This post originally appeared on GRDiocese.org.
Bishop Walkowiak joins his brother U.S. bishops in speaking out in the wake of the death of Mr. George Floyd and the violent protests which have broken out in Minneapolis and in other cities in the United States. Read the statement from the USCCB below:
Bishop Shelton J. Fabre of Houma-Thibodaux, chairman of the Ad Hoc Committee Against Racism; Archbishop Nelson J. Pérez of Philadelphia, chairman of the Committee on Cultural Diversity in the Church; Archbishop Paul S. Coakley of Oklahoma City, chairman of the Committee on Domestic Justice and Human Development; Archbishop Joseph F. Naumann of Kansas City in Kansas, chairman of the Committee on Pro-Life Activities; Bishop Joseph C. Bambera of Scranton, chairman of the Committee for Ecumenical and Interreligious Affairs; Bishop David G. O’Connell, auxiliary bishop of Los Angeles, chairman of the Subcommittee on the Catholic Campaign for Human Development; and Bishop Joseph N. Perry, auxiliary bishop of Chicago, chairman of the Subcommittee on African American Affairs have issued the following statement:
We are broken-hearted, sickened, and outraged to watch another video of an African American man being killed before our very eyes. What’s more astounding is that this is happening within mere weeks of several other such occurrences. This is the latest wake-up call that needs to be answered by each of us in a spirit of determined conversion.
Racism is not a thing of the past or simply a throwaway political issue to be bandied about when convenient. It is a real and present danger that must be met head on. As members of the Church, we must stand for the more difficult right and just actions instead of the easy wrongs of indifference. We cannot turn a blind eye to these atrocities and yet still try to profess to respect every human life. We serve a God of love, mercy, and justice.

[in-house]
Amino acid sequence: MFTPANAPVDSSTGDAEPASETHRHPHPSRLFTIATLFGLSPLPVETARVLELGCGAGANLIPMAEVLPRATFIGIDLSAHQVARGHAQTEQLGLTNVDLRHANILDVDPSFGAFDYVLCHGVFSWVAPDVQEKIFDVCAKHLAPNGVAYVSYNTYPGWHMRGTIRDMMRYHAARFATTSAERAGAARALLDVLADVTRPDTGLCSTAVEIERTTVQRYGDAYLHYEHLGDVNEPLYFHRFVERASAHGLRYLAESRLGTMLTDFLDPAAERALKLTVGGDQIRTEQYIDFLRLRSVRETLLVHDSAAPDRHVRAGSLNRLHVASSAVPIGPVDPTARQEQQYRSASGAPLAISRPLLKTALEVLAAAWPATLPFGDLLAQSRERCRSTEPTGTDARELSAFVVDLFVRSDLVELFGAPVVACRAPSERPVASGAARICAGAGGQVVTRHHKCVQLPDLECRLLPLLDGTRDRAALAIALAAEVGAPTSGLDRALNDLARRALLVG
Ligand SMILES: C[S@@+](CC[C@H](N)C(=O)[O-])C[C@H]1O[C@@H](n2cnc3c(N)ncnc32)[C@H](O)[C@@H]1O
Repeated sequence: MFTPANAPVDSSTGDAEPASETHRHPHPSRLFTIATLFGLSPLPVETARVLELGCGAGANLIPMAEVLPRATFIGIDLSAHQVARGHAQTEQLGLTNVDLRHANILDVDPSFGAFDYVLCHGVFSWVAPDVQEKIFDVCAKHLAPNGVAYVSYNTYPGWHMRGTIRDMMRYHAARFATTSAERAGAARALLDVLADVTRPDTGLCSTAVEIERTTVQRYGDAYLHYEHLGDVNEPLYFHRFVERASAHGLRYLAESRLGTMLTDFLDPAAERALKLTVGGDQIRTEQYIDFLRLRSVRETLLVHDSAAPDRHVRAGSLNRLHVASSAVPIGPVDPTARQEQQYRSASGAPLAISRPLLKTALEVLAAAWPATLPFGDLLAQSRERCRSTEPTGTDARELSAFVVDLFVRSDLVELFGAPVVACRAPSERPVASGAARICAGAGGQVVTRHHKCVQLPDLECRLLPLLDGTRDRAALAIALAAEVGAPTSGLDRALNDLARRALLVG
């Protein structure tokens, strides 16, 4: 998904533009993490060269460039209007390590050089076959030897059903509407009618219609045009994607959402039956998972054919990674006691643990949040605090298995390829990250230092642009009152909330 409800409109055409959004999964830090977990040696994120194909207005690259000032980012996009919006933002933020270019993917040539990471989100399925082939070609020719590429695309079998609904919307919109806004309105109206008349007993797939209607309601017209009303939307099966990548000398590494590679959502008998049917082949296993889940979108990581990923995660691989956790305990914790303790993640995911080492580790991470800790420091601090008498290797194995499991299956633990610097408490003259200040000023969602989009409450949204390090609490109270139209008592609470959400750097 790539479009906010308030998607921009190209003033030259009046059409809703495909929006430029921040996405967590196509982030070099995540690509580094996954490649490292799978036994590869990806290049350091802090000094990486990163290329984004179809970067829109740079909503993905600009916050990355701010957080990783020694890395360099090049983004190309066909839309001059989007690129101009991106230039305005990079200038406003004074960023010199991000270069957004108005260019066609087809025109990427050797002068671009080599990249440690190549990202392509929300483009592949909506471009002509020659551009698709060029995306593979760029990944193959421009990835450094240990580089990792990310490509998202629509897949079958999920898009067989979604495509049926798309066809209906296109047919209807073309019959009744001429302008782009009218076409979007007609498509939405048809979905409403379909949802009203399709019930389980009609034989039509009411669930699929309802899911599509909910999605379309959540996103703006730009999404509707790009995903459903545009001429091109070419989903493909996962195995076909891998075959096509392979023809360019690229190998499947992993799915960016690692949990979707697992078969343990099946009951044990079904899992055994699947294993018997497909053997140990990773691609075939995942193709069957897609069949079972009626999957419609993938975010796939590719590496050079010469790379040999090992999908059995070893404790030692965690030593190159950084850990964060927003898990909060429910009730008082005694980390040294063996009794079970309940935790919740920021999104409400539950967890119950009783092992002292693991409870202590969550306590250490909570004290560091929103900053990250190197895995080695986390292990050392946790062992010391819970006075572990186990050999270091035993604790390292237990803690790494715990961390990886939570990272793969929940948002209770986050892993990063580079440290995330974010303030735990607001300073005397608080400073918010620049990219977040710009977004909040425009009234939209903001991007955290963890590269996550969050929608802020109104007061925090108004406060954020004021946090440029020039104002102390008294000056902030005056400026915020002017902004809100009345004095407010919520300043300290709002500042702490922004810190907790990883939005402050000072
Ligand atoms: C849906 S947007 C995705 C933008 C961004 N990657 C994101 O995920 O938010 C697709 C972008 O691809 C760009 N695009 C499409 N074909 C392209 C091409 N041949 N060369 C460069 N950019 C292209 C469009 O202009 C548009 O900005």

While it is expected that we will plead for peaceful non-violent protests, and we certainly do, we also stand in passionate support of communities that are understandably outraged. Too many communities around this country feel their voices are not being heard, their complaints about racist treatment are unheeded, and we are not doing enough to point out that this deadly treatment is antithetical to the Gospel of Life.
Read full statement here.
Watch Bishop Walkowiak’s Pentecost homily:
“We cannot remain silent and indifferent to injustice, hatred and violence directed at any member of our human family.”
Click here to read homily transcript.
From the USCCB:
Read the U.S. Bishops’ latest pastoral letter against racism: Open Wide our Hearts: The Enduring Call to Love (bilingual)
Five ways you can cultivate peace and work for racial justice (USCCB Blog: To Go Forth)